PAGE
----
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Canadian whistleblower faces extradition for exposing UAE financial scandal

André Gauthier before and after his detention in Dubai
A little over a month ago, in the middle of the night, Alexis Gauthier received a message from
his father:
“Tell your mother and your sister that I love them. Thank you very much for your help. This is
where it ends for me. I do not have the strength to fight anymore…I'd rather die than go back
to jail in Dubai.”
André Gauthier, a 65 year old Canadian citizen from Quebec, has indeed been fighting for a long
time. He had been one of the first shareholders of UAE gold brokerage firm, Gold AE, to suspect financial foul play by the management, and had eventually been tasked with investigating what
emerged as one of the biggest scams in UAE history. Now, André was despondently messaging
his son from a Muscat prison, facing extradition to the UAE, wrongfully charged for the very
fraud he had been instrumental in exposing.
André had been in the gold business for decades, primarily in South America, Asia and Africa;
evaluating mines and advising mining companies on development strategies. Through long time
contacts in Peru, Andre had become involved with Gold AE in 2013. It was an exciting and
promising project back then, with royal backing and a license to operate within the Dubai
International Financial Centre; Andre saw great potential for expansion and became a minority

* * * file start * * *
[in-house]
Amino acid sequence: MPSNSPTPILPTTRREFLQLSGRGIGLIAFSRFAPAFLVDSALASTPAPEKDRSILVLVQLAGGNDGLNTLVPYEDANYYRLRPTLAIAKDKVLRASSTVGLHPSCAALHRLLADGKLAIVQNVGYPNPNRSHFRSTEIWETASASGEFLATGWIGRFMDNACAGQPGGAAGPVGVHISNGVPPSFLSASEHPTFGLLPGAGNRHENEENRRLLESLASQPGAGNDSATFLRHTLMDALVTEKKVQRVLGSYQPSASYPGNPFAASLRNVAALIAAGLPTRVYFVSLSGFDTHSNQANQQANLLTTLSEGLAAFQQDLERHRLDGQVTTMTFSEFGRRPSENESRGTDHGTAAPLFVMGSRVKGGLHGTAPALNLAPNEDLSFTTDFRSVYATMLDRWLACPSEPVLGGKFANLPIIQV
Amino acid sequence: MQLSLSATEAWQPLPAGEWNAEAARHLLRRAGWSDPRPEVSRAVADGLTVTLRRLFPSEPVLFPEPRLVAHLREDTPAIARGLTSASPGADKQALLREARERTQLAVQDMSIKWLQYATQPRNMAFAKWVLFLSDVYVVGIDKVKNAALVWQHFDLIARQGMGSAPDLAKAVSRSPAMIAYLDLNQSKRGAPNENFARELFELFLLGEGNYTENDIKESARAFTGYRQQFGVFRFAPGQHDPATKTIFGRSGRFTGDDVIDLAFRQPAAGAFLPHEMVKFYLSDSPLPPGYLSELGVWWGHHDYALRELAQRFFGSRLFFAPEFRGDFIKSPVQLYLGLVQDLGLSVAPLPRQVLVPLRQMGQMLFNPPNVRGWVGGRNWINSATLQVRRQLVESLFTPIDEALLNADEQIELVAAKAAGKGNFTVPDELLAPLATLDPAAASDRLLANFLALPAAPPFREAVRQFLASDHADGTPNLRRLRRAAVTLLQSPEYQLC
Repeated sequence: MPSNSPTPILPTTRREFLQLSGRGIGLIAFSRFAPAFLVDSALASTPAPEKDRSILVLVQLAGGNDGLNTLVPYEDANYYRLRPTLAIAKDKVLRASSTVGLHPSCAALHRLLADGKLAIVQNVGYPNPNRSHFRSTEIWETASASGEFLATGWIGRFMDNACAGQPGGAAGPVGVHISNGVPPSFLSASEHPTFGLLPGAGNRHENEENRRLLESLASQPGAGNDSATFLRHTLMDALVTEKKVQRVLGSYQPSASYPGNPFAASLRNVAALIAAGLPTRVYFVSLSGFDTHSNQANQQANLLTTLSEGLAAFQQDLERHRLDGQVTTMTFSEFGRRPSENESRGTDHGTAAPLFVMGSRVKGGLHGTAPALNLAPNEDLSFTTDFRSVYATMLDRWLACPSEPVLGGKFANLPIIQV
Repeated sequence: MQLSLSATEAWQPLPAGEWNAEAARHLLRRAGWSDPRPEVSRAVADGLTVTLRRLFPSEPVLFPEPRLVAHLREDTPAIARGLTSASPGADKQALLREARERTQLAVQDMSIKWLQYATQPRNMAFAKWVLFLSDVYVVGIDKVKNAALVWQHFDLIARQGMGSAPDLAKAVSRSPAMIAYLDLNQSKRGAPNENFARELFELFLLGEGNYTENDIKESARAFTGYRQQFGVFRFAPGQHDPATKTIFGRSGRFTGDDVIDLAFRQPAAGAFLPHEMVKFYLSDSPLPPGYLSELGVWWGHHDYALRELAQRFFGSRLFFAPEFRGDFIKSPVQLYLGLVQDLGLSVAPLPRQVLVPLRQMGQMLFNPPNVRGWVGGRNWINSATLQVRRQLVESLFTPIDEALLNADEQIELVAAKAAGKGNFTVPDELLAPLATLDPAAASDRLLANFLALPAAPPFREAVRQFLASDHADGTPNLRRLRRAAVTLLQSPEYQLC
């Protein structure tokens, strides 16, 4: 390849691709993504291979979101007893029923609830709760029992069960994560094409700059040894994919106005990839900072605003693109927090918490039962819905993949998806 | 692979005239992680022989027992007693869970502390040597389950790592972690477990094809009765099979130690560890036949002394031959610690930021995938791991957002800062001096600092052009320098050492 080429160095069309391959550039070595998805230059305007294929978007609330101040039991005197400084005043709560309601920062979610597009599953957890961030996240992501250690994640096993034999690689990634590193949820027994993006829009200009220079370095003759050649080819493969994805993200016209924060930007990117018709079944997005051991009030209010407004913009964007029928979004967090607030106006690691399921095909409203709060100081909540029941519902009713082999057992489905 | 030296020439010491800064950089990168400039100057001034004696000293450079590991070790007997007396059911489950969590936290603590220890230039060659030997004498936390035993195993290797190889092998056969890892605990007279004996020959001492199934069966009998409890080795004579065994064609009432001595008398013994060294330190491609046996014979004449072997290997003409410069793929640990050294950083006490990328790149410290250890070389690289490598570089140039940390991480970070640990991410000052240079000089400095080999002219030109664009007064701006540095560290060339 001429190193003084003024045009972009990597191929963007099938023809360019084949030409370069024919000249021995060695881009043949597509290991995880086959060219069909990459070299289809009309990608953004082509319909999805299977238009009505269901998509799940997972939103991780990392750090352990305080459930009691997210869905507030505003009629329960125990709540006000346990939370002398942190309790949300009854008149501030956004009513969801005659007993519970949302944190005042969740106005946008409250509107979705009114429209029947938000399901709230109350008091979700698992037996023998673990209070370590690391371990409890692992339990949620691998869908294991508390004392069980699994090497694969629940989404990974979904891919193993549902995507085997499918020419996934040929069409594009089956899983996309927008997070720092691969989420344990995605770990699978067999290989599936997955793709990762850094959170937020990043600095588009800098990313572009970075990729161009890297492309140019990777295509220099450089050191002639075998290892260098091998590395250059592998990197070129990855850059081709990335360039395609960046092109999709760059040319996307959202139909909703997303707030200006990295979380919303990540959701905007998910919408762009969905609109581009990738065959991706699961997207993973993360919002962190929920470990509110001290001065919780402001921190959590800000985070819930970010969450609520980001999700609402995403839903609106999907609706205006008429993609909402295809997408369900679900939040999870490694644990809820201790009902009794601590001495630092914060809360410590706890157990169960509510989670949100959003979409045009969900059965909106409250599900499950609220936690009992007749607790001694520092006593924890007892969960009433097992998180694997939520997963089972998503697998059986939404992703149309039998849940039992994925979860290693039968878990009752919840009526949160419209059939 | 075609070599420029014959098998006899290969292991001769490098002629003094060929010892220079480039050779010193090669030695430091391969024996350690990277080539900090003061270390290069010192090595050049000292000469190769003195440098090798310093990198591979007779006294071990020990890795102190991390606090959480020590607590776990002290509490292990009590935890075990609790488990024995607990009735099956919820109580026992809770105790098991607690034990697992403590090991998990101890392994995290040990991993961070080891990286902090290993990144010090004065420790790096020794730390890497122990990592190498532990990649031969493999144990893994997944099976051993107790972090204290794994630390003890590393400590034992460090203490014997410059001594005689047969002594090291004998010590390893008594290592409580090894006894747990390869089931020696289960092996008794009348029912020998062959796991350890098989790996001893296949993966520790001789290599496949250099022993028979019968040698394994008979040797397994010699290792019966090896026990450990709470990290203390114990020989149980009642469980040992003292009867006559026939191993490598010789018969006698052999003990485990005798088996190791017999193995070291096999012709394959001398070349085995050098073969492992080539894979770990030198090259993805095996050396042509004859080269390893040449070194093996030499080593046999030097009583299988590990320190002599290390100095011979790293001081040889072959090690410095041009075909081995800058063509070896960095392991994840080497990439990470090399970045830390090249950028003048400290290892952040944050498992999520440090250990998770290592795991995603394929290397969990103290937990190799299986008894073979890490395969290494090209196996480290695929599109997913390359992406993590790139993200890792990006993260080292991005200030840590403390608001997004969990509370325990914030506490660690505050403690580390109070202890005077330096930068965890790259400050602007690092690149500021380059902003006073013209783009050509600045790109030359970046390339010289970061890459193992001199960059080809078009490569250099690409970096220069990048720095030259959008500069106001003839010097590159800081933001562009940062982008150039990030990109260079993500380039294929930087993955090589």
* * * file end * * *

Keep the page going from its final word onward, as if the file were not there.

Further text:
shareholder. He all but ceased his other professional endeavours to focus on the burgeoning new
company. With his sterling reputation and vast international connections, Andre brought
investors from around the world to Gold AE, believing that there were great opportunities for
lucrative returns. It was a dream project.
It was not long, however, before Andre began to notice telltale signs of managerial impropriety.
The majority shareholder refused to let Andre review the company accounts, and would always
become evasive when Andre asked pointed questions about finances. He became suspicious, and
undertook his own investigation into the company’s books. In appearance, everything seemed
normal, but digging a little deeper, he realised that his doubts were justified. At first glance, Gold
AE seemed prosperous because management used very complicated techniques to distort real
accounting data. But, in reality, the cash outflows were significantly larger than the money
invested by the clients. Nearly $30,000,000 was missing, and the company had been in a state of
insolvency for quite some time.
To put it simply, money being invested by clients to buy gold was instead being used by
executives for their personal use, to the tune of tens of millions of dollars.

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